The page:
The coalition suffered unprecedented losses in the March 8 elections after the opposition wrested control of five states and denied the government its long-held two-thirds parliamentary majority.
For the first time in Malaysia's history, a woman, Wan Azizah Wan Ismail, president of the Keadilan party, will sit as the lead of the opposition in parliament.
She is the wife of Anwar Ibrahim, the former deputy prime minister and de facto leader of Malaysia's loose opposition coalition, Pakatan Rakyat.
Anwar, who was barred from running for office until a legal ban expired on April 14, has claimed he has the support of 30 BN MPs - enough to bring down the government.
Abdullah is resisting pressure to quit over
the election results [Reuters]
The new parliament also includes a record 24 women MPs, including 10 opposition representatives.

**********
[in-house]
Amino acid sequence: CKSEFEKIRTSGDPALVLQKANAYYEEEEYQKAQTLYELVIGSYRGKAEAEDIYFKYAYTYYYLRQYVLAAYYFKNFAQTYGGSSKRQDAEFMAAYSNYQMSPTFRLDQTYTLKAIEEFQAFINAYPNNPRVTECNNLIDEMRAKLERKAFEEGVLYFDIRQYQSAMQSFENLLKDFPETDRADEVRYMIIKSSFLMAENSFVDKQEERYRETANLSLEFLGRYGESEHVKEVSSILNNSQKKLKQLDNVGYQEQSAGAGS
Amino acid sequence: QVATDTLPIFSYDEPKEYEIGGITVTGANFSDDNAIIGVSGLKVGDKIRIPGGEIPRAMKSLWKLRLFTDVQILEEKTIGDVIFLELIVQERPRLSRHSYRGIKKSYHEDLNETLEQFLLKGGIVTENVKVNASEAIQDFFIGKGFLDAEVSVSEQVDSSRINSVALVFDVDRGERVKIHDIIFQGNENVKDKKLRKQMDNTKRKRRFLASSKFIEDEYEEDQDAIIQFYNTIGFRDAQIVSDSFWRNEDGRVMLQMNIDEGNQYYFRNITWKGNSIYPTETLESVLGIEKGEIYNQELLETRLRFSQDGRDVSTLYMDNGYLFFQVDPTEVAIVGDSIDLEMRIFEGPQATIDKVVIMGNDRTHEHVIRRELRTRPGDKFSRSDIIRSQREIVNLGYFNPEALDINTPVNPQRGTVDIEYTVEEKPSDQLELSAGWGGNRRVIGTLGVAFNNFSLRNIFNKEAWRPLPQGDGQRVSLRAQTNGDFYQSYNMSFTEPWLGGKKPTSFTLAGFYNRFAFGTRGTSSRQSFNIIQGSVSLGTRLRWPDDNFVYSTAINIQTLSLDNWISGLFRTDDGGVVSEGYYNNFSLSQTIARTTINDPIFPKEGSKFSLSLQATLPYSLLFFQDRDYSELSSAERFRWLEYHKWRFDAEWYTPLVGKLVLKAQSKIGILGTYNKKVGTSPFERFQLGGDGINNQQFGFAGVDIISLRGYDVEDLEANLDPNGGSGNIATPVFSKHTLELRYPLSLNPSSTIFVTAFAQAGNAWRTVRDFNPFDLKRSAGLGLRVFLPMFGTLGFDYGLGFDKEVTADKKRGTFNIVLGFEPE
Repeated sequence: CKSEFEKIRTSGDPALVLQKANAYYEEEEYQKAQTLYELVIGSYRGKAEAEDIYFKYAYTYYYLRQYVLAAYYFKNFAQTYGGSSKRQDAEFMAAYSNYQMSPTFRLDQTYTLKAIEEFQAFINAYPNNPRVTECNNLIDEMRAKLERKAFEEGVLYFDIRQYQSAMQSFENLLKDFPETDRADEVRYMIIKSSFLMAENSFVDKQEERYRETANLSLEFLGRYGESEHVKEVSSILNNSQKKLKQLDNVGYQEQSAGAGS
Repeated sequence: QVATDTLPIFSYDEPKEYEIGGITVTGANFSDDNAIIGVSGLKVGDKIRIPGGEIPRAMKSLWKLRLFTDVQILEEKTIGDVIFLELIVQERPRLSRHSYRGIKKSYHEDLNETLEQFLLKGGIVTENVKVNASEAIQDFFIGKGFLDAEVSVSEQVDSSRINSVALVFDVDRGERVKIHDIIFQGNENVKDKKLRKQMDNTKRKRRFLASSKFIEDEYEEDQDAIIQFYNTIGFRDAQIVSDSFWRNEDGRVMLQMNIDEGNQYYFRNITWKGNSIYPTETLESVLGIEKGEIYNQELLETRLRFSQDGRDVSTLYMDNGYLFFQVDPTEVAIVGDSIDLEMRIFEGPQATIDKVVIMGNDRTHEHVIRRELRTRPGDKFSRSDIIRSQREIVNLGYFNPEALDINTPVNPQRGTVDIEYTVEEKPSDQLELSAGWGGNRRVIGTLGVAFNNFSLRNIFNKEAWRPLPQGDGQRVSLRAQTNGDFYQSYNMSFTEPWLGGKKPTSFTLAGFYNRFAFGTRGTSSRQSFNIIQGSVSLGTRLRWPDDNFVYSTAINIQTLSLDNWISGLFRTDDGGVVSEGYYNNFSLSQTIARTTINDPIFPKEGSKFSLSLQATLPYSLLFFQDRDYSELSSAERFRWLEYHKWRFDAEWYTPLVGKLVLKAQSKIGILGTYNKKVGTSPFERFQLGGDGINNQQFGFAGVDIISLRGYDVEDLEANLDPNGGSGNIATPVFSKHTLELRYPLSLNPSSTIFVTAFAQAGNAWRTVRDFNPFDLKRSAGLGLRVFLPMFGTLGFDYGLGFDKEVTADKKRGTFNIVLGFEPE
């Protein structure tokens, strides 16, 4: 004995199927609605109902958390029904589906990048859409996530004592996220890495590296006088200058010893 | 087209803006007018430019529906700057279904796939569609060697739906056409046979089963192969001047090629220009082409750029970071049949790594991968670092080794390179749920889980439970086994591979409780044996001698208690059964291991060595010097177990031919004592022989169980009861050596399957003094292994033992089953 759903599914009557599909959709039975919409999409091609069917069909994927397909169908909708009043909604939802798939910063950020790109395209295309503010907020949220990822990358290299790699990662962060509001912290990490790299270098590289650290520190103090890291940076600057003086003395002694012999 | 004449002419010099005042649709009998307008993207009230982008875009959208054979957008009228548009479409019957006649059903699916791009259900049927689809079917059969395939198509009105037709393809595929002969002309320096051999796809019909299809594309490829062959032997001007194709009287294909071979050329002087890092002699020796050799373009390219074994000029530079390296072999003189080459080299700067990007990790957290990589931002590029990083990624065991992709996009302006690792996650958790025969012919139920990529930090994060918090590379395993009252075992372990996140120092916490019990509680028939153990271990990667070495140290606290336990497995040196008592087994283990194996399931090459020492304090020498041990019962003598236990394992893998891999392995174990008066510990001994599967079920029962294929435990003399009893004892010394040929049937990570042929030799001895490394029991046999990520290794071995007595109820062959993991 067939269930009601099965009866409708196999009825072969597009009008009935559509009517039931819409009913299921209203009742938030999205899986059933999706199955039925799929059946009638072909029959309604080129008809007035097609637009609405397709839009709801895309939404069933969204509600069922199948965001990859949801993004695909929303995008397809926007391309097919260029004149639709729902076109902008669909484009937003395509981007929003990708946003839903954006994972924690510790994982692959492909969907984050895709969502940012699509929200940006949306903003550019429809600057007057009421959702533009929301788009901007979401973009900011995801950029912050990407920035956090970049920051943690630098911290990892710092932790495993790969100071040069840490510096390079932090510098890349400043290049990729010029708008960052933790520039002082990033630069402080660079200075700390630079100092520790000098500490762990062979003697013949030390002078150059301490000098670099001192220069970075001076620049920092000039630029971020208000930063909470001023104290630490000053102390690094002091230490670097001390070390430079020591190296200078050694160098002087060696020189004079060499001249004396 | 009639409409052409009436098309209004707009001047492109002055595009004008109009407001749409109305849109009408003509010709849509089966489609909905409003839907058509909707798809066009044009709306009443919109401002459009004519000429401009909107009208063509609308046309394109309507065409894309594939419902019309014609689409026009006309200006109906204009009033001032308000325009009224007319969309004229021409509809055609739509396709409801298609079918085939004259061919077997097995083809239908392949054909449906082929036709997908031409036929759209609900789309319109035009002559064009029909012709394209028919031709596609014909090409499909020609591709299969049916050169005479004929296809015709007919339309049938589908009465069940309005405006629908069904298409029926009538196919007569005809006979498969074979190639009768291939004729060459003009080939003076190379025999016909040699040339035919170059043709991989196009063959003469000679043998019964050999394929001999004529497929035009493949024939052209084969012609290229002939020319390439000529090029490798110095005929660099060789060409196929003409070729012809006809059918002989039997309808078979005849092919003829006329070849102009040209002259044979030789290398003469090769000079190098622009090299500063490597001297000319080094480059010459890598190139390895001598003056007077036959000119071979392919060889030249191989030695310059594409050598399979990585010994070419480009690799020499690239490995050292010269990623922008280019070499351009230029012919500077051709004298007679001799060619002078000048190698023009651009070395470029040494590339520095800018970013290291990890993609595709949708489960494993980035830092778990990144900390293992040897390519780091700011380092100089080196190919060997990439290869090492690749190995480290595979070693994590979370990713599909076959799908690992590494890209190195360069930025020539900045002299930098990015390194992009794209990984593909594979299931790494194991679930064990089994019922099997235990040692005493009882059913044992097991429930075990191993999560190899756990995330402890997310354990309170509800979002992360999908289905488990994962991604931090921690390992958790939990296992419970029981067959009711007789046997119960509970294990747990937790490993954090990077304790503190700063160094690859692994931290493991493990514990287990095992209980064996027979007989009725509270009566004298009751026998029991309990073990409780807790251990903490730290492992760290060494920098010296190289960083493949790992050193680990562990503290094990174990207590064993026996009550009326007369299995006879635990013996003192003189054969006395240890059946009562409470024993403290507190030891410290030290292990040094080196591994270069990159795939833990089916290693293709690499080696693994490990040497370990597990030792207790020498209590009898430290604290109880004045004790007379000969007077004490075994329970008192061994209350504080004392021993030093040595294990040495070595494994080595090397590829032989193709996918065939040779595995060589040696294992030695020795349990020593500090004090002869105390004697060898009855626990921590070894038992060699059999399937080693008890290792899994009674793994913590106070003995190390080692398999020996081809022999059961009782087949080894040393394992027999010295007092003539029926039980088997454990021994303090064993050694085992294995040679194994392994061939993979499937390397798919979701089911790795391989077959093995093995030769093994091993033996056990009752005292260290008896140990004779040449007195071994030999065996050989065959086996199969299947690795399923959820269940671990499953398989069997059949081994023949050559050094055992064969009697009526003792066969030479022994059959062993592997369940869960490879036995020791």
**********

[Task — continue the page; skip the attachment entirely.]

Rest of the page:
Among those sworn in on Monday was Abdullah Ahmad Badawi, the prime minister, along with members of his cabinet.
Abdullah has come under pressure to resign from his post following the coalition's dismal election performance.
Several key leaders in the United National Malays Organisation, the main partner in the ruling coalition, have warned Abdullah that he would lose if he stood for re-election as the party's president later this year.
Nearly two months after the general elections, there have also been signs of possible strains between the BN-run federal government and the newly opposition-controlled states, including the reported shelving of major projects infrastructure projects in Penang and Selangor, the two most developed states now under opposition control.
The federal government has denied claims that it is punishing voters for supporting the opposition and sabotaging development efforts by the new governments.